At 7:30 the foggy race site teemed with people. A Soroptimist reported that a record number—nearly 800—registered for the 30th annual event. The excitement of the crowd fueled my enthusiasm. My friends MW and Kathleen arrived to act as cheerleaders. (Kathleen sustained a knee injury and is no longer able to run.)

I was able to jog most of the race, slowing to a walk only a couple of times. When I crossed the railroad tracks near the finish line, I noticed the clock showed 34:something minutes. My best training time had been 36 minutes. If I kicked it, I could possibly make it in 35.

I crossed the finish line, my friends cheering me on, at 34:26!

5KThe moments of celebration that followed—hugging my fellow competitors and taking my cheerleaders to breakfast—made all the miles of agonizing training worthwhile.

I guess I can now say that whatever else I am—owner of Lucy-puppy, blogger, whiner—I’m also a jogger.

Bucket List

1374220_10152031548311844_1507168159_nNow that the light is slowly returning to the northern hemisphere, I’m able to keep my eyes open for longer periods each day. One of the first things I’ve noticed is the appalling condition of our yard. This is due to long-term neglect, but I prefer to blame it on lack of rain and the demolition efforts of Lucy-puppy. Since I don’t enjoy gardening, I hunker down in my office and entertain myself with things I do enjoy—like updating my Bucket List.

It’s important when writing a Bucket List to include only those items that are within the realm of possibility. For example, don’t write that you want to die with dignity. Only three people will ever accomplish that, and you and I aren’t one of them. This goes along with wanting to avoid dementia or becoming a burden to your kids. Let’s face it, our kids already think we have dementia, and we are a burden to them.

Over time, your Bucket List will change. As you check off what you’ve accomplished, you’ll discover new things. For example, a few years ago my Bucket List looked like this:

Visit Washington DC.

Visit Boston.

Enter a quilt in the Fort Bragg Quilt Show.

Participate in a flash mob.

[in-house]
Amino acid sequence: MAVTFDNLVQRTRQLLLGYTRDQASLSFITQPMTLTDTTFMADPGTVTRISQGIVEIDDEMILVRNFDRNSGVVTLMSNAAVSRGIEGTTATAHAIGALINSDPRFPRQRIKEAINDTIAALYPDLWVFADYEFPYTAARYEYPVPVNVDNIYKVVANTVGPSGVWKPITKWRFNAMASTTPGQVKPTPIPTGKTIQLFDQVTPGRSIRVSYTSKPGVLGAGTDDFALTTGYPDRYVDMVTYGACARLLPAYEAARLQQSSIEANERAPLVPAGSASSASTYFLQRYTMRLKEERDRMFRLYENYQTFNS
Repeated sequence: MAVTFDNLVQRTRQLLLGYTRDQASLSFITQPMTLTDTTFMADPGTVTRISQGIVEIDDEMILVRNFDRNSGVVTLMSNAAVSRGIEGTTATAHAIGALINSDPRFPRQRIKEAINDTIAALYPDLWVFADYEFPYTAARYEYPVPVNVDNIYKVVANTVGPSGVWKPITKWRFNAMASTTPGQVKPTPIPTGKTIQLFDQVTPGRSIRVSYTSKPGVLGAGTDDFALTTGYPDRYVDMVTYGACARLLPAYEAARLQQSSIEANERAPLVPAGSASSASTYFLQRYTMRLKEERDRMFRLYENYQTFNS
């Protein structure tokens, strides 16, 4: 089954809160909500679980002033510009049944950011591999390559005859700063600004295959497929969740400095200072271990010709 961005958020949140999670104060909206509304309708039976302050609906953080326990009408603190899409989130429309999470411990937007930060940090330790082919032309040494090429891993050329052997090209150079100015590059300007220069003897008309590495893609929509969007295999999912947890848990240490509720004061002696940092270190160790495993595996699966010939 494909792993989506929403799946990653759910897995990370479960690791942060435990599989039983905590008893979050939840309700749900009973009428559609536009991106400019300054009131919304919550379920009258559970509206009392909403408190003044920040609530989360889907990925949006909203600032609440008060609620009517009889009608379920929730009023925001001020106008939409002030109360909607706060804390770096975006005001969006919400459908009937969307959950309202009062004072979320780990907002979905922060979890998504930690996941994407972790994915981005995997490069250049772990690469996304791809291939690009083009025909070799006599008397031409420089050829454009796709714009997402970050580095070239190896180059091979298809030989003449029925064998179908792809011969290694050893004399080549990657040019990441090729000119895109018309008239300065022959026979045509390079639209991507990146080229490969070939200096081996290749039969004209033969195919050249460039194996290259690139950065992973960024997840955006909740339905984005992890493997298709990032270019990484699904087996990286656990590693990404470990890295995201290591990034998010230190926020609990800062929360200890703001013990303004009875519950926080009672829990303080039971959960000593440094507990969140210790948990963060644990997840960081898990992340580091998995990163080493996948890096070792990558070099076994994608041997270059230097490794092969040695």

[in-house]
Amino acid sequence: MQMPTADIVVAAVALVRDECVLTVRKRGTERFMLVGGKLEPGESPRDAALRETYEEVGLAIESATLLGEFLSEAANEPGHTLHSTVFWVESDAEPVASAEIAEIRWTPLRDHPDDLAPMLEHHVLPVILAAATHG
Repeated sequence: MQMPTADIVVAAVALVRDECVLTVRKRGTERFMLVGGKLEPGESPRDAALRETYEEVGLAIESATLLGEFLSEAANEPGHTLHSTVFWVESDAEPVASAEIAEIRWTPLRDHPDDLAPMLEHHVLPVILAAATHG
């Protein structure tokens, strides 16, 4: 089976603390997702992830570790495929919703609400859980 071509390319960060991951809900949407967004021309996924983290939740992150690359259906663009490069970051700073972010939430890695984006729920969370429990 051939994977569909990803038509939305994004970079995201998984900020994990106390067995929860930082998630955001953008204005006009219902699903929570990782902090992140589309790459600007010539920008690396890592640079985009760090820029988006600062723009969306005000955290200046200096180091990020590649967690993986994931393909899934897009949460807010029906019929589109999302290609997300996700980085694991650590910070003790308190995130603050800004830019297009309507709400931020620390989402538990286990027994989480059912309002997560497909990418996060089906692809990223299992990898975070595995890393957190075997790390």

Participate in a triathlon (actually, this was not on my list, but on that of my friend Kathleen who forced me into the torture of helping her realize it).

Start a blog.

I have since visited Washington DC and Boston.

quiltI didn’t even know I had the desire to enter a quilt in the Fort Bragg Quilt Show until I made two quilts that weren’t horrible and received compliments from long-time quilters. They assured me I wouldn’t be humiliated—so I entered. I didn’t win a prize, but let go of my grudge against the judges after only a few months.

I organized and participated in a flash mob.

triathlonI lived through the triathlon (although while training I sometimes wished for death—with or without dignity—so I could get out of it).

I started a blog.

The items currently on my list:

Get a license to carry a concealed weapon. (Upon hearing this, my husband hid the guns and ammo.)

Find the guns and ammo.

Be a juror on a murder trial.

            Get appointed to the Mendocino County Grand Jury (because I am terribly nosey want to be of public service).

Train Lucy to become Fort Bragg’s first bomb-sniffing dog.

Some consider my current Bucket List to be dark and bordering on violent. They may be right. Perhaps the list is reflective of how I subconsciously feel about the approach of another birthday—one that will propel me into a new decade.

DSC_0014BI tend to get this way—dark and violent—whenever the second digit of my birthday is a 9. Once the number officially becomes a 0, I settle down and stop threatening to hurt people. By the end of this month, my Bucket List might look a whole lot different than it does today.


So tell me, what’s on your Bucket List?